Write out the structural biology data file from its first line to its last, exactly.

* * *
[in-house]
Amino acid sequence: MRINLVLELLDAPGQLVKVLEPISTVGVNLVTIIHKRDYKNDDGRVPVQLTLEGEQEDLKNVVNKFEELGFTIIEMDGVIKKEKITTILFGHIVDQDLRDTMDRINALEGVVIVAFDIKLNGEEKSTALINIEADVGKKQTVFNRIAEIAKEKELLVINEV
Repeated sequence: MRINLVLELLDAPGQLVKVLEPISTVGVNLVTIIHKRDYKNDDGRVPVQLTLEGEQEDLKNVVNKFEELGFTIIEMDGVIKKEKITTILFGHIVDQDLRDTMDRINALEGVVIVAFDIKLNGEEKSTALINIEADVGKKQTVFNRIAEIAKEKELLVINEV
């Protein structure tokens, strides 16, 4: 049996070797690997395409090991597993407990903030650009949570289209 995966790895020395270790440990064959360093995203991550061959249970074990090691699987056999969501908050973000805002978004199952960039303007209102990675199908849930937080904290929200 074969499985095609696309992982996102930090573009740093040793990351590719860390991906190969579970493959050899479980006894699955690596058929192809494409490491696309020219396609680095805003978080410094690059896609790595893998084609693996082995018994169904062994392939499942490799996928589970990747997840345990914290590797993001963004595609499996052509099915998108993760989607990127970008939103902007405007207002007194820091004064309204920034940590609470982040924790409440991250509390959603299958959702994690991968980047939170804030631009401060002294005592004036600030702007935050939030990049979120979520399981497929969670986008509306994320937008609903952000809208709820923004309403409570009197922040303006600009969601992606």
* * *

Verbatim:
[in-house]
Amino acid sequence: MRINLVLELLDAPGQLVKVLEPISTVGVNLVTIIHKRDYKNDDGRVPVQLTLEGEQEDLKNVVNKFEELGFTIIEMDGVIKKEKITTILFGHIVDQDLRDTMDRINALEGVVIVAFDIKLNGEEKSTALINIEADVGKKQTVFNRIAEIAKEKELLVINEV
Repeated sequence: MRINLVLELLDAPGQLVKVLEPISTVGVNLVTIIHKRDYKNDDGRVPVQLTLEGEQEDLKNVVNKFEELGFTIIEMDGVIKKEKITTILFGHIVDQDLRDTMDRINALEGVVIVAFDIKLNGEEKSTALINIEADVGKKQTVFNRIAEIAKEKELLVINEV
């Protein structure tokens, strides 16, 4: 049996070797690997395409090991597993407990903030650009949570289209 995966790895020395270790440990064959360093995203991550061959249970074990090691699987056999969501908050973000805002978004199952960039303007209102990675199908849930937080904290929200 074969499985095609696309992982996102930090573009740093040793990351590719860390991906190969579970493959050899479980006894699955690596058929192809494409490491696309020219396609680095805003978080410094690059896609790595893998084609693996082995018994169904062994392939499942490799996928589970990747997840345990914290590797993001963004595609499996052509099915998108993760989607990127970008939103902007405007207002007194820091004064309204920034940590609470982040924790409440991250509390959603299958959702994690991968980047939170804030631009401060002294005592004036600030702007935050939030990049979120979520399981497929969670986008509306994320937008609903952000809208709820923004309403409570009197922040303006600009969601992606």